A capacity crowd listens as Victoria Price recounts the life of her late father, actor Vincent Price. (Stacy Atwell)
The setting was perfect.
With darkness descending and cold drizzle falling on the grave of America’s most famous horror writer, hundreds huddled just a few steps away, inside the sanctuary of a stately old church, to celebrate the lives of two men who have come to be intrinsically tied to one another: Vincent Price and Edgar Allan Poe.
Behind the Mustache: The Lives of Vincent Price and Edgar Allan Poe gave fans a chance to honor Poe on the eve of his 206th birthday and to celebrate the life of actor Vincent Price, who passed away twenty-one years ago. On hand to laud Poe was John Astin, best known for playing Gomez in The Addams Family. And remembering Price was his daughter Victoria, author of Vincent Price: A Daughter’s Biography. The celebration took place at Westminster Hall and Burying Grounds, 519 West Fayette Street, Baltimore, Maryland.
Edgar Allan Poe has long garnered worldwide fame, not only for his moving poetry, but also for tales of terror and suspense such as The Tell Tale Heart, and for inventing the detective story with his character C. Auguste Dupin. Almost equally famous is Price, who during a 60 year acting career, embodied many of the personalities Poe so vividly depicted in his writing.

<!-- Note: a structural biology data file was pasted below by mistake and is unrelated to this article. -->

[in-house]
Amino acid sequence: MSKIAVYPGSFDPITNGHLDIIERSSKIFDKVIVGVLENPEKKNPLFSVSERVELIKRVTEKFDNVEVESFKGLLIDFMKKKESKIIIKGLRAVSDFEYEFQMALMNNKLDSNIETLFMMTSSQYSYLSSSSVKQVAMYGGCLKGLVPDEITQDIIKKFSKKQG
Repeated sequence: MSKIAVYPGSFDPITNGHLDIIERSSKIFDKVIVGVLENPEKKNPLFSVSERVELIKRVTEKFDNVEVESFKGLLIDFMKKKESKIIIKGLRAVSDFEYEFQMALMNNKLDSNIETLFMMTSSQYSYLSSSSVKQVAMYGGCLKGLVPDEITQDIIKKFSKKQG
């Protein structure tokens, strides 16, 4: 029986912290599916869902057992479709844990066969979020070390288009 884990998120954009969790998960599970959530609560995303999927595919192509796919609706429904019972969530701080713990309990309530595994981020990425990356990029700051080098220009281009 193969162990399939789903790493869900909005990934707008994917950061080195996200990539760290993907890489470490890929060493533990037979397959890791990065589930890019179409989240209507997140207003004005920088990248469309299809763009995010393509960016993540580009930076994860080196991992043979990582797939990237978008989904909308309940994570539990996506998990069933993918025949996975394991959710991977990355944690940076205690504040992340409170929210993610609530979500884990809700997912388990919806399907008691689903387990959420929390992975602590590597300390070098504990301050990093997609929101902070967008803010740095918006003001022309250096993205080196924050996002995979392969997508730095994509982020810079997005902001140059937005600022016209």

Victoria Price spoke first, and in a presentation which lasted close to an hour, fondly recalled memories of a man whose life was immersed in art, movie-making and burlesque.
“St. Louis had a beautiful art museum,” Victoria explained, “but they didn’t have a first rate theatre. They were, however, first rate in burlesque, so my dad developed quite a fondness for burlesque. His nickname in high school was Carrie, because he had a crush on a stripper named Carrie. My mother told me that burlesque remained such a part of my dad’s life, that at very inopportune moments at parties, he could be heard yelling, ‘Take it off! Take it all off!’”